Amnesty said that the Chinese regime has a history of releasing forced “statements”, especially on behalf of human rights activists.

“Peng’s recent so-called statement that ‘everything is fine’ should not be taken at face value as China’s state media has a track record of forcing statements out of individuals under duress, or else simply fabricating them,” said AI’s China researcher Doriane Lau. “These concerns will not go away unless Peng’s safety and whereabouts are confirmed,” Lau said.

Rights group Safeguard Defenders said via Twitter that the disappearance of Peng Shuai highlights the incessant practice of enforced disappearances in China.

“She is very likely to be held under secret detention” known as Residential Surveillance at a Designated Location, or RSDL, Safeguard Defenders said in a tweet.

The little-known RSDL system is a legalized form of black jail, where victims are disappeared by the state into incommunicado isolated detention for up to six months, sometimes more.

Meanwhile, the White House, the UN, other tennis associations (e.g., the International Tennis Federation, Lawn Tennis Association, Tennis Professionals Association, Tennis Canada), and many top tennis players have likewise voiced their concerns over Peng Shuai’s fate.

White House press secretary Jen Psaki told reporters on Nov. 19 that the Biden administration is “deeply concerned” by the reports about Peng Shuai being missing.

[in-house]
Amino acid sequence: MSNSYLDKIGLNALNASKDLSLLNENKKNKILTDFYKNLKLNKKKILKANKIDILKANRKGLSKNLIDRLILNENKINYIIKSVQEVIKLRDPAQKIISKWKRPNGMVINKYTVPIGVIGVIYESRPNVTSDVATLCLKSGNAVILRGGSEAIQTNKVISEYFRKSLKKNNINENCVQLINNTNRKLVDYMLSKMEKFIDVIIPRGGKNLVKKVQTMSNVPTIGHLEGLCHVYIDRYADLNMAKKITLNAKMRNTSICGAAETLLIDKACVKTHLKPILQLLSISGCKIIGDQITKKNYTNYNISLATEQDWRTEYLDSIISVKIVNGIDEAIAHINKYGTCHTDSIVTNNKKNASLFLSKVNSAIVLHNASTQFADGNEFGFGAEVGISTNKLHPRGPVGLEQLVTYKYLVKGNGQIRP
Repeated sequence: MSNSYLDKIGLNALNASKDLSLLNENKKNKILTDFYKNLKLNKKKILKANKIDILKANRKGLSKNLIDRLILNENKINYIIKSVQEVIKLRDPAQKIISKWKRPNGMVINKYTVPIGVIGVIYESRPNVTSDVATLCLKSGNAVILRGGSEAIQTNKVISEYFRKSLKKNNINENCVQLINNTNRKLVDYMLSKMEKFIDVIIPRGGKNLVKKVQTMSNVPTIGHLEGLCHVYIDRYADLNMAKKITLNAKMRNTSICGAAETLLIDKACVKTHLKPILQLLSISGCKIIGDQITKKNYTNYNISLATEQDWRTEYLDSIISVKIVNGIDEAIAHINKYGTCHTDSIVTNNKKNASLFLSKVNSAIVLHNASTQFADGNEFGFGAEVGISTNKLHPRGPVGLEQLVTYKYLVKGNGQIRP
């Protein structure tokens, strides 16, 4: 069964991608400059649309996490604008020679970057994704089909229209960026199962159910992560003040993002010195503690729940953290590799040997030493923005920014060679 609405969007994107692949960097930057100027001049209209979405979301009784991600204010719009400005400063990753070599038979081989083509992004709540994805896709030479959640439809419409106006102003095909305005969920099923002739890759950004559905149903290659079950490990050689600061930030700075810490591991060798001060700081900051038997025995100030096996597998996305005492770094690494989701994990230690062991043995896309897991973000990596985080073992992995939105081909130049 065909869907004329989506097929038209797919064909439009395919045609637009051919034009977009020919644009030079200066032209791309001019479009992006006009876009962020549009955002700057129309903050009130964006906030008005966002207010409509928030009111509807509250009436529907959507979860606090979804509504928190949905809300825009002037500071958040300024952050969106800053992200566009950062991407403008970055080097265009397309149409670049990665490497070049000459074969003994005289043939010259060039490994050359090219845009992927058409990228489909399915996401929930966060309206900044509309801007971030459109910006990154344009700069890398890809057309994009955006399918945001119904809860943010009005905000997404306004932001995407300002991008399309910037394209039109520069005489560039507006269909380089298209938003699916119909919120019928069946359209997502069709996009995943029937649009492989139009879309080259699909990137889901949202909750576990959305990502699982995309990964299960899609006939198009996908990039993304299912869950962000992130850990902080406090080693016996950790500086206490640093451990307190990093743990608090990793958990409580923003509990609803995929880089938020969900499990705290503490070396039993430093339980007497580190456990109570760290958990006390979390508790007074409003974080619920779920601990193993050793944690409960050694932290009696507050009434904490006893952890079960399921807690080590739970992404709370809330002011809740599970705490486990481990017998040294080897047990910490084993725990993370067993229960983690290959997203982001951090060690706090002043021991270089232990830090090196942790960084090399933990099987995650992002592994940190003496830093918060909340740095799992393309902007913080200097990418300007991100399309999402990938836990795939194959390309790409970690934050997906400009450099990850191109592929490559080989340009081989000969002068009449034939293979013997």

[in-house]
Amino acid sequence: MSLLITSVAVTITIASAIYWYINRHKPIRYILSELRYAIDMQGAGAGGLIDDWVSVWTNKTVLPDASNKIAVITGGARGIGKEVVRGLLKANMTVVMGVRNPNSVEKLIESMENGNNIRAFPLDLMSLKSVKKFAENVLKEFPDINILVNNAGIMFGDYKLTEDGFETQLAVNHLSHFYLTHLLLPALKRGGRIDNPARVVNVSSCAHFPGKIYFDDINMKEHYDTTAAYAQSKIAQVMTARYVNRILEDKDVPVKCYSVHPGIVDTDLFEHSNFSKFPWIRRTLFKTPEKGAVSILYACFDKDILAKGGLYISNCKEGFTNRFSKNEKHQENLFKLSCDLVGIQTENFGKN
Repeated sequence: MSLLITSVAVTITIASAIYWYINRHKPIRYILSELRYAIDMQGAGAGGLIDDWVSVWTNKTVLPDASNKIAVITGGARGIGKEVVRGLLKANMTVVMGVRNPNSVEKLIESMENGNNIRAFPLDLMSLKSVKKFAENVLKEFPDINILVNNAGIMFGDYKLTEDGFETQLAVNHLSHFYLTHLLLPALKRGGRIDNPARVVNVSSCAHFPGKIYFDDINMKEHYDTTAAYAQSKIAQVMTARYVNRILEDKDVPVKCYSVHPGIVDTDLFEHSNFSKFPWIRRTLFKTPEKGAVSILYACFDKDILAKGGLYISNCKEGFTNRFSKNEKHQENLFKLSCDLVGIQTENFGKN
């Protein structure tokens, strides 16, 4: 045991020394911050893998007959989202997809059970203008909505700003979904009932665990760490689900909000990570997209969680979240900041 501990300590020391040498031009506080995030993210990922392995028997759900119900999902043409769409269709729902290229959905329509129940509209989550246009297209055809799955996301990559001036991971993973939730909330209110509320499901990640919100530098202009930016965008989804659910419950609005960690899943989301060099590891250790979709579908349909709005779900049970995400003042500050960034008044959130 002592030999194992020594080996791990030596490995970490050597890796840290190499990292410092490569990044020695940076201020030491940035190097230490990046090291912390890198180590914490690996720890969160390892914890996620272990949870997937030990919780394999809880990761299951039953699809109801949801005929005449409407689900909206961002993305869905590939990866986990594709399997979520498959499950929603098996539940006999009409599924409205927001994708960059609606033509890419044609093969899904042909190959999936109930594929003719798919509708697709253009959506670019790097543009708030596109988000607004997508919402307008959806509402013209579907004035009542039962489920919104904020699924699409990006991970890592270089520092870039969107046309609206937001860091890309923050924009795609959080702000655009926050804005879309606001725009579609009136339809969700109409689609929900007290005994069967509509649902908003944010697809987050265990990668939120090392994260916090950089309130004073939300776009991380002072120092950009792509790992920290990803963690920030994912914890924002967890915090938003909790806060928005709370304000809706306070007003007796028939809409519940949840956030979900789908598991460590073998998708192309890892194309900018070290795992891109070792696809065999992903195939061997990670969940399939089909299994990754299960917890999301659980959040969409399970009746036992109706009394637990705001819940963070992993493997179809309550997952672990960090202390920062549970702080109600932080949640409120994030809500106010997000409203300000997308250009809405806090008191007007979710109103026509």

“We join in the calls for PRC (People’s Republic of China) authorities to provide independent and verifiable proof of her whereabouts and that she is safe,” Psaki said.

Liz Throssell, a spokesperson for UN rights chief Michelle Bachelet, echoed the same sentiments on that date while urging that “there be an investigation with full transparency into her allegations of sexual assault,” reported The Guardian.

On the same day, Chinese state media again swung into action with claims that Peng Shuai was fine by posting images of her via state-sanctioned accounts on Twitter while the WTA upped the pressure by saying it was ready to pull its tournaments out of China if there was not a satisfactory response to Peng Shuai’s sexual assault allegation.